Karl Broadie
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Karl Broadie


Band Americana Folk


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This band has not uploaded any videos




Second long player from Oz based Caledonian continues to set the critics tongues wagging about precisely how do we get him into one of our pigeon holes? And it isn't getting any easier. Following the sweeping success of 2003's beautifully titled 'Nowhere Now Here', 'Black Crow Callin' consists of thirteen more Broadie originals that defy category. 'It Lasts' sweeps & flows with tough guitars & an anthemic chorus that Adam Duritz would kill for. The title track is a country folk ditty that could have flowed from the fingers of Guy Clark, while ‘The Millers Daughter’ is the kind of Courtly English jaunt that will surely be covered by Edie Brickell before long. Tying all these seemingly disparate styles together is the vocal – Broadie’s Brogue. Realising the strengths of his singular, rasping delivery, it instantly becomes the fireplace of this record. The arrangements, mixes & particularly the backing vocals are set to best serve Broadies singing. They are left simple, often just repeating the melody, allowing tonal differences themselves to make their point. Broadie himself is recorded clearly & free from any obvious reverbs, then set high in the mix - pride of place like a trophy on a mantelpiece. It is this ethos of serving the songs that is the strongest point of 'The Karl Broadie Band' throughout these performances; as has been mentioned elsewhere in this piece, Black Crow Callin' touches on many different styles, all are played perfectly, the band never sounding like they are being stretched beyond their limits. As well as powerfull guitar solos, there are subtle touches of flair; The banjo track that underpins 'On The Road' or the xylophone percussion that livens up the 'Stumblin' Around' as well as understated cameos by Michael Roberts dobro, banjo & mandolin. The problem with not being able to pin Karl Broadie's style down is the towering strength of his records. 'Black Crow Callin' makes for a refreshing, stimulating ride through the Americana landscape. These love songs, road songs and drinking songs will repay the faith shown in his debut, reassure those who knew all along they were onto a good thing and win him countless new fans along the way. On 'What Makes A Man', Broadie confesses' 'I finished my novel, it didn't get published, but it felt good to get it all down' - well long may it continue that his recorded works are made available - making us all feel good for a while.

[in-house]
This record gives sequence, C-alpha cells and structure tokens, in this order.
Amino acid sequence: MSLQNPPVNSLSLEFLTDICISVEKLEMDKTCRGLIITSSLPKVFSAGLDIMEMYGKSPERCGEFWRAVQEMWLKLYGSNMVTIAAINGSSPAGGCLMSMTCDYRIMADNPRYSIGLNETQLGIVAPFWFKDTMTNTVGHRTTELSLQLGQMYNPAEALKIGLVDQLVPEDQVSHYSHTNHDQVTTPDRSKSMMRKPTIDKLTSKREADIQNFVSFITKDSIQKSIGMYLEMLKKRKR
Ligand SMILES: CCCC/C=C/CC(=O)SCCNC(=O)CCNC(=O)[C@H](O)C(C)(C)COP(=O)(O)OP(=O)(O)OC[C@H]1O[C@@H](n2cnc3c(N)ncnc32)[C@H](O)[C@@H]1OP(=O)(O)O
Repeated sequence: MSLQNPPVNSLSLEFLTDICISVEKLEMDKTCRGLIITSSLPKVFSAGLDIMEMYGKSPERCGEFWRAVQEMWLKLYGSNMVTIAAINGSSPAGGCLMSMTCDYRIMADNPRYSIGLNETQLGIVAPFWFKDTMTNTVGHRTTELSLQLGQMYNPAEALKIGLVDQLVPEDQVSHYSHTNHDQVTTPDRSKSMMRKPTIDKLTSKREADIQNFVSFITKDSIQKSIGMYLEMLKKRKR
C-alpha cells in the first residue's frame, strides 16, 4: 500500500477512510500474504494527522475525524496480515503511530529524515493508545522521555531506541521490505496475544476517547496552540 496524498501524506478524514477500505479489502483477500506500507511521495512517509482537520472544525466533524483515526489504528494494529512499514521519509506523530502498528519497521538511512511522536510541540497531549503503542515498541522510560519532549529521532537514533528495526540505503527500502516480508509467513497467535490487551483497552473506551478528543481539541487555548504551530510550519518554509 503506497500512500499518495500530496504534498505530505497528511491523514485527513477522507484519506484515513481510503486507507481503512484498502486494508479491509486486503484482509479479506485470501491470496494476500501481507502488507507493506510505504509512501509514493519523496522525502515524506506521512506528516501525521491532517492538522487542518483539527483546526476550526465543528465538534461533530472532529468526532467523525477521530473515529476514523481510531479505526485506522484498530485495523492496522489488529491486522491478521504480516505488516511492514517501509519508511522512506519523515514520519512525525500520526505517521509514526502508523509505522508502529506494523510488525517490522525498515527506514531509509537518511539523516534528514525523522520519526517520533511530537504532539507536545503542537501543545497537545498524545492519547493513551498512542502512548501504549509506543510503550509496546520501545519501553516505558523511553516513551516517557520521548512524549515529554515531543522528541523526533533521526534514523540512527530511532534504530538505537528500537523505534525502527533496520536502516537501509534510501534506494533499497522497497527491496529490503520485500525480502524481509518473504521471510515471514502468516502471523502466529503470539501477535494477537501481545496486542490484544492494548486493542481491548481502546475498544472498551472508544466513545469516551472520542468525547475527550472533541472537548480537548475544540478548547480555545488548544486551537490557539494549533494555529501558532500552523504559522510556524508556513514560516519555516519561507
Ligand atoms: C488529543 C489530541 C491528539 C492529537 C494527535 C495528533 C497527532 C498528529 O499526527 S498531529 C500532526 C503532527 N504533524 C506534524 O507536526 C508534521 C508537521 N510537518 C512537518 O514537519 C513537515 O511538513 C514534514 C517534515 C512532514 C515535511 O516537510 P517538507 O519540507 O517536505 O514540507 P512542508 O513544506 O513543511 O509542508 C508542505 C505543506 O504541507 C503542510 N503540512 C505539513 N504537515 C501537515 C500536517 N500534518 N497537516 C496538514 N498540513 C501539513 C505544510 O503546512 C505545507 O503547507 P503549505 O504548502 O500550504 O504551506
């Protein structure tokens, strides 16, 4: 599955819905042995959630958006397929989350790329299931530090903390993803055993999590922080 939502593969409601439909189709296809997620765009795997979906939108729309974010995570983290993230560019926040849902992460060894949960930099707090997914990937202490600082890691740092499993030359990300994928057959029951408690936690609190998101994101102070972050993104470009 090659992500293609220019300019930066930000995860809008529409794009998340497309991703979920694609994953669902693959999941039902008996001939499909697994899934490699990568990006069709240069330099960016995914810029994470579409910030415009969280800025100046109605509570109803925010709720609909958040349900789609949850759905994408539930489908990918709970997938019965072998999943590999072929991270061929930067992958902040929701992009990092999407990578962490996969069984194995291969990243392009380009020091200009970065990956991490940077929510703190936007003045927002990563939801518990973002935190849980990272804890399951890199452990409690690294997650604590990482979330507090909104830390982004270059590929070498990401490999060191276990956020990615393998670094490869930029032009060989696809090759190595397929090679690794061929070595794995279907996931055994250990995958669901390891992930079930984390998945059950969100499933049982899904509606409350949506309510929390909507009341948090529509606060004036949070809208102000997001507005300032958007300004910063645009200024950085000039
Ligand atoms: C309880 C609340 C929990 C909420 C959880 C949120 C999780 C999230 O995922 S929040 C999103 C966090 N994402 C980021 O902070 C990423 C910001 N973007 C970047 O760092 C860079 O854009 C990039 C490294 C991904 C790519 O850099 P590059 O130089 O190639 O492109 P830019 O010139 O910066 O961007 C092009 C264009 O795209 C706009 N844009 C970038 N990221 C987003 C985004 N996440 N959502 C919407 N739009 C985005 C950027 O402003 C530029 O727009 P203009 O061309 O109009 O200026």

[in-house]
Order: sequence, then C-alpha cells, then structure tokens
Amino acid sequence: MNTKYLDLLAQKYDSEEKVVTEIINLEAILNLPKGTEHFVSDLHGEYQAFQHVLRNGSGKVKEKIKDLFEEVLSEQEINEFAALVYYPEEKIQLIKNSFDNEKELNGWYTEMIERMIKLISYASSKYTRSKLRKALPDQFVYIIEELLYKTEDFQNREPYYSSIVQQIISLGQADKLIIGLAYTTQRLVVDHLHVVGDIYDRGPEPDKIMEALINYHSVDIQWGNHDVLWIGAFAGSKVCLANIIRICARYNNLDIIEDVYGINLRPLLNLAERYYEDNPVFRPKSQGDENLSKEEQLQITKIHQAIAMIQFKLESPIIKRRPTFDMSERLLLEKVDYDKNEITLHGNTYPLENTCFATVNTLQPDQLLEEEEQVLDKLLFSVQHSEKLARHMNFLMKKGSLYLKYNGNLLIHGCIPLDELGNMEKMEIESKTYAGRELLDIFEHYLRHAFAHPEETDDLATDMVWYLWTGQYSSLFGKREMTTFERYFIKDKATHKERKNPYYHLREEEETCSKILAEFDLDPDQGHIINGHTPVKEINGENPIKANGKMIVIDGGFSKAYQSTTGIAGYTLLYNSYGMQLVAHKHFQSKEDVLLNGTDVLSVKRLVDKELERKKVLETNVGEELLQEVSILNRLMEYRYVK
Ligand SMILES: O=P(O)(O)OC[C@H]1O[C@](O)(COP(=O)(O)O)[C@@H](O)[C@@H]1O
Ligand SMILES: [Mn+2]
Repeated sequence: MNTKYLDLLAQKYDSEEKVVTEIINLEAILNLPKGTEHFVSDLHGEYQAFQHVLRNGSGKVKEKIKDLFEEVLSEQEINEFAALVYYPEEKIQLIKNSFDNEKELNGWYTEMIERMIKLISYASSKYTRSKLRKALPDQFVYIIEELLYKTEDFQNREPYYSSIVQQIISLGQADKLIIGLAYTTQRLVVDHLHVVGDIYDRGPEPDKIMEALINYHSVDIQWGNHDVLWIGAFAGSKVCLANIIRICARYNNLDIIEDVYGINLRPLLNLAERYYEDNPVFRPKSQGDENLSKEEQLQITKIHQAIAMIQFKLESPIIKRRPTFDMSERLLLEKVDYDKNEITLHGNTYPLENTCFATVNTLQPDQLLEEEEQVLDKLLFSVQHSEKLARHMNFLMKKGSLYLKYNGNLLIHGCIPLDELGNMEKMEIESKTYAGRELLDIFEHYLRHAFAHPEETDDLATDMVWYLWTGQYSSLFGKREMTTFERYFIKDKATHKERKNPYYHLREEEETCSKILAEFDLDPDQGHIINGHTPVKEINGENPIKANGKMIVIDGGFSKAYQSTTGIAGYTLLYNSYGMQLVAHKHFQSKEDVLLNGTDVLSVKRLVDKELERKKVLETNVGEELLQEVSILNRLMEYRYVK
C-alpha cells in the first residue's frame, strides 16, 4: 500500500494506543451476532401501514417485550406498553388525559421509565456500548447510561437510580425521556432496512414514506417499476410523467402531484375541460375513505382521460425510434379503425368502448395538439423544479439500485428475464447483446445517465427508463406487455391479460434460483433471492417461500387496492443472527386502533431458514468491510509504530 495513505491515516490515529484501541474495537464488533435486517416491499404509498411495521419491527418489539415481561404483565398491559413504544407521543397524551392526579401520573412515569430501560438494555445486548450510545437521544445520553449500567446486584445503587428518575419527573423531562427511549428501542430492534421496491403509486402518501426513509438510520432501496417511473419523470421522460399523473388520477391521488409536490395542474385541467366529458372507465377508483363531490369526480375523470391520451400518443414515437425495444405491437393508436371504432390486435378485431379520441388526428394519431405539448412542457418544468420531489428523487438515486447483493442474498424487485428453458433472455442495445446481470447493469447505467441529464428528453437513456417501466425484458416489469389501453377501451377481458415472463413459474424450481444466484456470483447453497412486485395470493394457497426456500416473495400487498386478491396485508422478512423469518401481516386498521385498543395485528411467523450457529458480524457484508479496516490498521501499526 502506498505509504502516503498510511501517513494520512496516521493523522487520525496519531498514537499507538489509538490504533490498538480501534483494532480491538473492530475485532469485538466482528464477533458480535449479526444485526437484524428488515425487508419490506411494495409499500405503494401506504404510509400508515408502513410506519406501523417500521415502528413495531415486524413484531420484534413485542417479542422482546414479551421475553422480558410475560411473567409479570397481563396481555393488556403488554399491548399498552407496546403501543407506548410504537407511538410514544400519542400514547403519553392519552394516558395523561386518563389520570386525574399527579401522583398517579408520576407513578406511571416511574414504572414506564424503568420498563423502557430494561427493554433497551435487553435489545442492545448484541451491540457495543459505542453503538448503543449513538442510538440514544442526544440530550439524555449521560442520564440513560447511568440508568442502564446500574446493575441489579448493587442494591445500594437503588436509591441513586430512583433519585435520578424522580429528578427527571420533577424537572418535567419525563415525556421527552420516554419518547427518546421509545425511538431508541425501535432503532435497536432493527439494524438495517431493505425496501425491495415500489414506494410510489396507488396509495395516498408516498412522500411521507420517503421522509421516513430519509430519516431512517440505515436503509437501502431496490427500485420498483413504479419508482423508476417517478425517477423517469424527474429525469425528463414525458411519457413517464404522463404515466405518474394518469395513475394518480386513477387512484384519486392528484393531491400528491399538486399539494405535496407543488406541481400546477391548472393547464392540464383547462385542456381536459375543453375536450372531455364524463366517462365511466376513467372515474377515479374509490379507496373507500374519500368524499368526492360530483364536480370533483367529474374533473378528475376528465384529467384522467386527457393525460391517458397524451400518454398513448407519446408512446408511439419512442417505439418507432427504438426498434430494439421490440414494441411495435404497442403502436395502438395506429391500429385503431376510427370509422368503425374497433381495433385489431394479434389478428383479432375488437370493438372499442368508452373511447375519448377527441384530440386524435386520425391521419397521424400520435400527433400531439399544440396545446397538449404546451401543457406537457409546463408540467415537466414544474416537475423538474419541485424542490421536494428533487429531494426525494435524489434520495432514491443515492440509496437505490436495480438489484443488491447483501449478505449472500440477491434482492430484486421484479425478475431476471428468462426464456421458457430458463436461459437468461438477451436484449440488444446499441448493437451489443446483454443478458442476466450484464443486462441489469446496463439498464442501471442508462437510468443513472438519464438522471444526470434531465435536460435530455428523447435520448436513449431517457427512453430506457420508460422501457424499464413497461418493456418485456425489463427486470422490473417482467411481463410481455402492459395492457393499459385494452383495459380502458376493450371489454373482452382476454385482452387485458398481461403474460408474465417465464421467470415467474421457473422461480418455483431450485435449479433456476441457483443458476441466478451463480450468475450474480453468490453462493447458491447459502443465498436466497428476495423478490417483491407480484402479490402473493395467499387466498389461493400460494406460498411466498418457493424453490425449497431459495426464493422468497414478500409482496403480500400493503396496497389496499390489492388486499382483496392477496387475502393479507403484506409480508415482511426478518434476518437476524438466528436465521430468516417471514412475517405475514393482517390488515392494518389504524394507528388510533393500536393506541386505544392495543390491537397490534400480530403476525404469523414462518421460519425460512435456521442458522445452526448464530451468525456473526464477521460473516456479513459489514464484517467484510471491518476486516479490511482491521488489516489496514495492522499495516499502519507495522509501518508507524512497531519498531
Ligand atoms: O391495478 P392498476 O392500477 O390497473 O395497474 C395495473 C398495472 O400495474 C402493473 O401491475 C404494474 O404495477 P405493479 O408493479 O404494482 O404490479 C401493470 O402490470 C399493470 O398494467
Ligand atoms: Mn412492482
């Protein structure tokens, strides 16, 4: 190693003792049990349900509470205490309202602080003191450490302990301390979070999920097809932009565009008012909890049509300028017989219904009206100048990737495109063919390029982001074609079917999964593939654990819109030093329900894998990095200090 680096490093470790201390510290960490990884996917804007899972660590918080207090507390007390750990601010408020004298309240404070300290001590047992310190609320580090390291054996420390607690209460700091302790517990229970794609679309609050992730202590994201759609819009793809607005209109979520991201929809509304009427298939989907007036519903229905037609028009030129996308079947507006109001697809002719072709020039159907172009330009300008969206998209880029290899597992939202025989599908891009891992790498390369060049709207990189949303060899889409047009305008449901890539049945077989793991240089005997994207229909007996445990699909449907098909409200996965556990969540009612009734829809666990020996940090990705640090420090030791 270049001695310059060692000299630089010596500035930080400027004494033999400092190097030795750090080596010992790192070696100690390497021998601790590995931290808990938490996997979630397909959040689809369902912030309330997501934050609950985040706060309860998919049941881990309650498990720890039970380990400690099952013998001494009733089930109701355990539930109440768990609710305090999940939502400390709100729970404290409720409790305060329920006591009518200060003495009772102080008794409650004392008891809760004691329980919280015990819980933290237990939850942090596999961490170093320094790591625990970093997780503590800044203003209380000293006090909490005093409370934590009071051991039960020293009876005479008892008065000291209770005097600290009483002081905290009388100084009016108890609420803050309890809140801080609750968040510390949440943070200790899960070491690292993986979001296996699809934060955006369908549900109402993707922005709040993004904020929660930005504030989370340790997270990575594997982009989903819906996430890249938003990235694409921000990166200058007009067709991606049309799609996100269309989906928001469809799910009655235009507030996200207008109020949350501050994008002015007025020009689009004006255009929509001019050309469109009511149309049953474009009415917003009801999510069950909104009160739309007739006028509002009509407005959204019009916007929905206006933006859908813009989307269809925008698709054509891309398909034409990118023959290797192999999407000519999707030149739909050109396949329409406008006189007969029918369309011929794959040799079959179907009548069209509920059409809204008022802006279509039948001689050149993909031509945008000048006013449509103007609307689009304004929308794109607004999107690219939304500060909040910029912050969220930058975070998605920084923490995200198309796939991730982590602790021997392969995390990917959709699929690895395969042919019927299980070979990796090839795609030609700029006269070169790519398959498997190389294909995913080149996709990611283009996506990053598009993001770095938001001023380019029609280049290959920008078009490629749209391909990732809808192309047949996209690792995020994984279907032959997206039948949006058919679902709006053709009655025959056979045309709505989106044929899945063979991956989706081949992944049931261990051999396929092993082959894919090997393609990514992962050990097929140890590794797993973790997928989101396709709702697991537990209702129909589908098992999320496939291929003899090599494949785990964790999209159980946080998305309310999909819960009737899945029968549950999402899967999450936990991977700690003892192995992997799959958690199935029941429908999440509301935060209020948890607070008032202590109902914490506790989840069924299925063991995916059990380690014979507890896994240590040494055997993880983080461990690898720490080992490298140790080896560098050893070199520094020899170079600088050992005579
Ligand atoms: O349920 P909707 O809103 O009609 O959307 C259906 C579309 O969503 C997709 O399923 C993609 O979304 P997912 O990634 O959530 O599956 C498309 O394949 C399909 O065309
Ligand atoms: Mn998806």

"Beat Magazine BLACK CROW CALLIN’"

KARL BROADIE (Universal)

If you're lucky enough to hear Karl Broadie on the radio you could be excused for thinking Steve Boyd or Alex Legg had released new albums. But the Sydney-based Scot, who arrived here in 1997, has 13 originals on his second album, produced by multi-instrumentalist Michael Roberts.

Broadie has a fragile vocal style reminiscent of Todd Snider without the off the wall narratives. But the singer, who shared stages this year with Canadians Fred Eaglesmith, Corb Lund and Shannon Lyon, is more esoteric. Some critics erroneously dumped him in the alt-country ghetto but his ruptured romance requiems have a melodic magic worthy of a wider audience.

Entrée Diamond In The Dark and jaunty The Millar’s Daughter – passionate paeans to foreign frauleins – set the melancholic mood swings. Rain and tears are wed in simplistic but powerful imagery: “that rain drop on your face in the photograph / coulda been a tear, I don’t know, I didn’t ask."

Broadie’s character loses the San Franciscan femme fatale in It Lasts but pain fades fast as it segues into the rollicking bittersweet title track. The singer is also adept at injecting lachrymose leaving songs with sweet solace. What Makes A Man, replete with an unfinished novel stanza, has a haunting beauty, fuelled by Graham Griffith on pedal steel and producer Roberts’ mandolin. So does the loping mandolin- and- banjo-daubed Stumblin’ Around and the steel-drenched uplifting wanderlust anthem On The Road.